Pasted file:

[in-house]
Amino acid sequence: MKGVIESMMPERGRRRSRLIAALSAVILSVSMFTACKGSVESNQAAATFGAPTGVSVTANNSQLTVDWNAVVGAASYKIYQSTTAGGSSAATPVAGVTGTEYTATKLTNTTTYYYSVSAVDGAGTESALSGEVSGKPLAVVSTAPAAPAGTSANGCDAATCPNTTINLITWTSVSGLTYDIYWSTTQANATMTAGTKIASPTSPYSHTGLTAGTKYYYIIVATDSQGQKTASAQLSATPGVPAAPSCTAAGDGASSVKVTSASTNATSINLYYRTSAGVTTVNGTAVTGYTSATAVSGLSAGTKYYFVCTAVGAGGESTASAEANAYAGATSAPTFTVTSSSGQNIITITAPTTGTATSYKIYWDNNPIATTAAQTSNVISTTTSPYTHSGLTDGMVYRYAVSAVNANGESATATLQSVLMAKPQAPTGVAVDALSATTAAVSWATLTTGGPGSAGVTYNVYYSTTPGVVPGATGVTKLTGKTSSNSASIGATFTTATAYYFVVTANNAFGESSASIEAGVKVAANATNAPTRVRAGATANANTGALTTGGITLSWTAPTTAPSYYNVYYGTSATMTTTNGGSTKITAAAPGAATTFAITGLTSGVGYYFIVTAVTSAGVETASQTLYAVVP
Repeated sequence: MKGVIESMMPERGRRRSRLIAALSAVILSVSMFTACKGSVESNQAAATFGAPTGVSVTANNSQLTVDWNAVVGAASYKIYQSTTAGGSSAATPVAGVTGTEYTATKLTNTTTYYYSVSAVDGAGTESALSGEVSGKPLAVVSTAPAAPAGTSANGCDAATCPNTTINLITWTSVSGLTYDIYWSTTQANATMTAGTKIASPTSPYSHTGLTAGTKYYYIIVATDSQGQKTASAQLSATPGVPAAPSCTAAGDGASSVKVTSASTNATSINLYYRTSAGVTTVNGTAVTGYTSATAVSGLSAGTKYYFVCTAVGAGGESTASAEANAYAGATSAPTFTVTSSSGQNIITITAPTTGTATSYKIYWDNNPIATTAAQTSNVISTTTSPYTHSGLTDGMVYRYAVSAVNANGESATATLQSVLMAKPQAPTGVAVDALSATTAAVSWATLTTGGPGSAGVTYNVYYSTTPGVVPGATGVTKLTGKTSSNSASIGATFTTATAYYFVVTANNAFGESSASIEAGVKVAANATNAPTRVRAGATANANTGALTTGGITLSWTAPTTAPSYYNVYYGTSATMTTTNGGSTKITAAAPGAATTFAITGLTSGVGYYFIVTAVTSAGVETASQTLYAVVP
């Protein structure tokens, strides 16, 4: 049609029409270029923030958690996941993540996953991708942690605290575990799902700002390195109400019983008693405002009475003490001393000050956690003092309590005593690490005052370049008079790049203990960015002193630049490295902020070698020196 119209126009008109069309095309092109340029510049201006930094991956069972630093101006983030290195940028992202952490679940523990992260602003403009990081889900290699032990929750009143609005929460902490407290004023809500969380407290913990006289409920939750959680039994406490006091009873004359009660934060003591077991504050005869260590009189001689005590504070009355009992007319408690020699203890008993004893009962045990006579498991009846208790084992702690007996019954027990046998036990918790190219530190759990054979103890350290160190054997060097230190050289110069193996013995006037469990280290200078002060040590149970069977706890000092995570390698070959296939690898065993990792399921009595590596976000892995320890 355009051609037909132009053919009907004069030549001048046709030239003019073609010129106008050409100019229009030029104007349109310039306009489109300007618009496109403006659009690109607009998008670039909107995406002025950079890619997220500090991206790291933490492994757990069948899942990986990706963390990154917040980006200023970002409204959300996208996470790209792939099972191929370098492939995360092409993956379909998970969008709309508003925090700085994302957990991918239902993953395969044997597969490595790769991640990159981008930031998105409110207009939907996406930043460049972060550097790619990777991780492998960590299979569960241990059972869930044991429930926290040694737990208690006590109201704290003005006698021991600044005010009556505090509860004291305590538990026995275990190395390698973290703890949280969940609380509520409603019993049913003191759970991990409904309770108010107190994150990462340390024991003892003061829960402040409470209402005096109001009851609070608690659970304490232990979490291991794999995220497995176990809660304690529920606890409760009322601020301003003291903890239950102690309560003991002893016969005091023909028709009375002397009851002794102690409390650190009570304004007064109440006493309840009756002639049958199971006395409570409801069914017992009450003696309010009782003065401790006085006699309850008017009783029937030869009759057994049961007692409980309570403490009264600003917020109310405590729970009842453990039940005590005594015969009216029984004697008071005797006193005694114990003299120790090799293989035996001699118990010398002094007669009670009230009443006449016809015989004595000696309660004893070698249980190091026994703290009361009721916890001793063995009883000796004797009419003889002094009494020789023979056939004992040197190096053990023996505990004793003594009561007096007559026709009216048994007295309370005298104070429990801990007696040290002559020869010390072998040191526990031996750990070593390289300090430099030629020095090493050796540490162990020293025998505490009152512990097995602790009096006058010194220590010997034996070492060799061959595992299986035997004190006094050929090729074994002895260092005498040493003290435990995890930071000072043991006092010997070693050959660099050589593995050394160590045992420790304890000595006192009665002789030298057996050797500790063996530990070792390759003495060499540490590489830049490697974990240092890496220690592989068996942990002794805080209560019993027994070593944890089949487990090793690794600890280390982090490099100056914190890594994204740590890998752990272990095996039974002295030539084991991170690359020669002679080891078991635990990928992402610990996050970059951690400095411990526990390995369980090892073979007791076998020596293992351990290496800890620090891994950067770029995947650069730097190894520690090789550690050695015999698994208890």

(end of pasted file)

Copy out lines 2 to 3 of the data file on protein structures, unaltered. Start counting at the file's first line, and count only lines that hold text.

Amino acid sequence: MKGVIESMMPERGRRRSRLIAALSAVILSVSMFTACKGSVESNQAAATFGAPTGVSVTANNSQLTVDWNAVVGAASYKIYQSTTAGGSSAATPVAGVTGTEYTATKLTNTTTYYYSVSAVDGAGTESALSGEVSGKPLAVVSTAPAAPAGTSANGCDAATCPNTTINLITWTSVSGLTYDIYWSTTQANATMTAGTKIASPTSPYSHTGLTAGTKYYYIIVATDSQGQKTASAQLSATPGVPAAPSCTAAGDGASSVKVTSASTNATSINLYYRTSAGVTTVNGTAVTGYTSATAVSGLSAGTKYYFVCTAVGAGGESTASAEANAYAGATSAPTFTVTSSSGQNIITITAPTTGTATSYKIYWDNNPIATTAAQTSNVISTTTSPYTHSGLTDGMVYRYAVSAVNANGESATATLQSVLMAKPQAPTGVAVDALSATTAAVSWATLTTGGPGSAGVTYNVYYSTTPGVVPGATGVTKLTGKTSSNSASIGATFTTATAYYFVVTANNAFGESSASIEAGVKVAANATNAPTRVRAGATANANTGALTTGGITLSWTAPTTAPSYYNVYYGTSATMTTTNGGSTKITAAAPGAATTFAITGLTSGVGYYFIVTAVTSAGVETASQTLYAVVP
Repeated sequence: MKGVIESMMPERGRRRSRLIAALSAVILSVSMFTACKGSVESNQAAATFGAPTGVSVTANNSQLTVDWNAVVGAASYKIYQSTTAGGSSAATPVAGVTGTEYTATKLTNTTTYYYSVSAVDGAGTESALSGEVSGKPLAVVSTAPAAPAGTSANGCDAATCPNTTINLITWTSVSGLTYDIYWSTTQANATMTAGTKIASPTSPYSHTGLTAGTKYYYIIVATDSQGQKTASAQLSATPGVPAAPSCTAAGDGASSVKVTSASTNATSINLYYRTSAGVTTVNGTAVTGYTSATAVSGLSAGTKYYFVCTAVGAGGESTASAEANAYAGATSAPTFTVTSSSGQNIITITAPTTGTATSYKIYWDNNPIATTAAQTSNVISTTTSPYTHSGLTDGMVYRYAVSAVNANGESATATLQSVLMAKPQAPTGVAVDALSATTAAVSWATLTTGGPGSAGVTYNVYYSTTPGVVPGATGVTKLTGKTSSNSASIGATFTTATAYYFVVTANNAFGESSASIEAGVKVAANATNAPTRVRAGATANANTGALTTGGITLSWTAPTTAPSYYNVYYGTSATMTTTNGGSTKITAAAPGAATTFAITGLTSGVGYYFIVTAVTSAGVETASQTLYAVVP